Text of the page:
Engineers Revive Historic Medical Technique to Save Damaged Donor Lungs
Staff posted on April 26, 2017 |
Columbia University engineers and surgeons have a new system to address the issue of low-viability l...
Photographic, radiographic and thermographic images of injured lungs recovered with extracorporeal cross-circulation. Lungs subjected to this novel therapy demonstrated normal function: perfusion, ventilation and gas exchange - after being outside of the body for 56 hours, and could be effectively treated with drugs and therapeutic stem cells. Lung recovery over 36 hours is shown. (Image courtesy of Gordana Vunjak-Novakovic.)
Photographic, radiographic and thermographic images of injured lungs recovered with extracorporeal cross-circulation. Lungs subjected to this novel therapy demonstrated normal function: perfusion, ventilation and gas exchange - after being outside of the body for 56 hours, and could be effectively treated with drugs and therapeutic stem cells. Lung recovery over 36 hours is shown. (Image courtesy of Gordana Vunjak-Novakovic.)
Engineers and surgeons from Columbia University’s biomedical engineering faculty have announced the revival of a historical medical technique to save donated lungs for transplant surgeries.

Using “cross circulation,” a surgical procedure created in the 1960s to exchange blood flow between two patients, the team was able to develop a new method to support lungs outside the body in order to treat ischemia (restricted blood supply). The cross circulation method provides critical systemic and metabolic factors missing from current strategies for supporting living organs outside the body.

With this method, Columbia’s multidisciplinary team led by Gordana Vunjak-Novakovic, professor of biomedical engineering, and Matt Bacchetta, associate professor of surgery, were able to maintain the viability and function of the donor lung and the stability of the recipient for over 36 hours.

The number of donor lungs is smaller than the number of patients in need and many patients die while on the waitlist. Looking at this critical issue with donor lungs, the Columbia team focused on a specific issue within the process of transplantation.

Vunjak-Novakovic said this was the most complex study he and his team members have completed and one with high potential for clinical translation: “The lung is a masterpiece of ‘engineering by nature’ with its more than 40 cell types and a gas exchange surface area of 100 square meters—half a tennis court.”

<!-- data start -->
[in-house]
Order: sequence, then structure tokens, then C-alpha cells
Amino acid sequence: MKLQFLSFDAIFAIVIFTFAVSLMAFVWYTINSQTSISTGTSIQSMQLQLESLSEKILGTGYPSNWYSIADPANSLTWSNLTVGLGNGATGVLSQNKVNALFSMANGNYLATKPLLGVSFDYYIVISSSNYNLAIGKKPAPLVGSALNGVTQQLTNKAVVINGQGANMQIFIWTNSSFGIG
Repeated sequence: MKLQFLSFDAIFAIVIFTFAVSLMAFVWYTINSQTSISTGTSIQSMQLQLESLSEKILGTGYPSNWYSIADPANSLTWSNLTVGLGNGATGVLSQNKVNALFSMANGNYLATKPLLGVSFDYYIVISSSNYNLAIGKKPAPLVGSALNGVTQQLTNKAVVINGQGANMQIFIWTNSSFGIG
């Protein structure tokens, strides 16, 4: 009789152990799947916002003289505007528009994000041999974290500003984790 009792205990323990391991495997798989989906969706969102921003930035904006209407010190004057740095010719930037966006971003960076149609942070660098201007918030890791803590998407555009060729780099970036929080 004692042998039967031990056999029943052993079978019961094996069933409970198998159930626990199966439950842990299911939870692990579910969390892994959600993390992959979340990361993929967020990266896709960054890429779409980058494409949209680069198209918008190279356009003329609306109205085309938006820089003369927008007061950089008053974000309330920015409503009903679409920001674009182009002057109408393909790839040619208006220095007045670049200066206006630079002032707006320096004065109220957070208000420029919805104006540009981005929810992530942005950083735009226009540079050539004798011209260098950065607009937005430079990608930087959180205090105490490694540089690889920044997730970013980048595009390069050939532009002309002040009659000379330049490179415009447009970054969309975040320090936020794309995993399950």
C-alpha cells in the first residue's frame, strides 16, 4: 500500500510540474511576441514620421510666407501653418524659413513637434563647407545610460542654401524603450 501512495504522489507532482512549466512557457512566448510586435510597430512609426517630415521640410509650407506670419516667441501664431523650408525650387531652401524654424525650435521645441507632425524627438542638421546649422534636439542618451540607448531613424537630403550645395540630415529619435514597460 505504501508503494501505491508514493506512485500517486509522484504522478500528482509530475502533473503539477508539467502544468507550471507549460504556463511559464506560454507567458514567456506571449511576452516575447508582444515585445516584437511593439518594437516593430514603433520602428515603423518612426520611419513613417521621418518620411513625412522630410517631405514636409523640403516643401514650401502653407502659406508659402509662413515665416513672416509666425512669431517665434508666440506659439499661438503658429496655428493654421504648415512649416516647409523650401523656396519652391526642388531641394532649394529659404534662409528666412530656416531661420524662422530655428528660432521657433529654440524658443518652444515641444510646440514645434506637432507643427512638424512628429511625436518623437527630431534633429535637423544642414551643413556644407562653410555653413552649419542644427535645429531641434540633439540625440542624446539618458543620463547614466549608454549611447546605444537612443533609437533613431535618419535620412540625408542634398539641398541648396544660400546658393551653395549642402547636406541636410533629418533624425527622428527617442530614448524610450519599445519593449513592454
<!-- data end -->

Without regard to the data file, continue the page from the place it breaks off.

“Our team worked hard to innovate a suite of imaging and targeted delivery technologies and ultimately completed this challenging, paradigm-shifting study in less than a year.”

One challenge was preventing the outer surface of the lung from drying out when exposed to the elements. The team designed a humidification system with ambient temperature control and a re-circulating warm water organ basin to replicate normal body temperature.

For adequate blood flow into and out the lungs during the cross circulation, the team employed a donor vessel as a “bio-bridge” and created a system capable of height and hydrostatic pressure adjustments with feedback-regulated pressure-controlled flow.

The study’s lead author, PhD candidate John O’Neill, stated that “Our cross-circulation platform will likely allow us to extend the duration of support to a week or longer if needed, potentially enabling the recovery of severely damaged organs.”

The platform has potential to recover other organs that are in high demand for transplant or in need of repair, such as livers and kidneys. Along with extra time, the Columbia team demonstrated several therapeutic interventions that improved and accelerated recovery.

For more news about the impact of technology on medicine, check out 3D Systems Medical Goes Virtual with VR OR Surgical Training.

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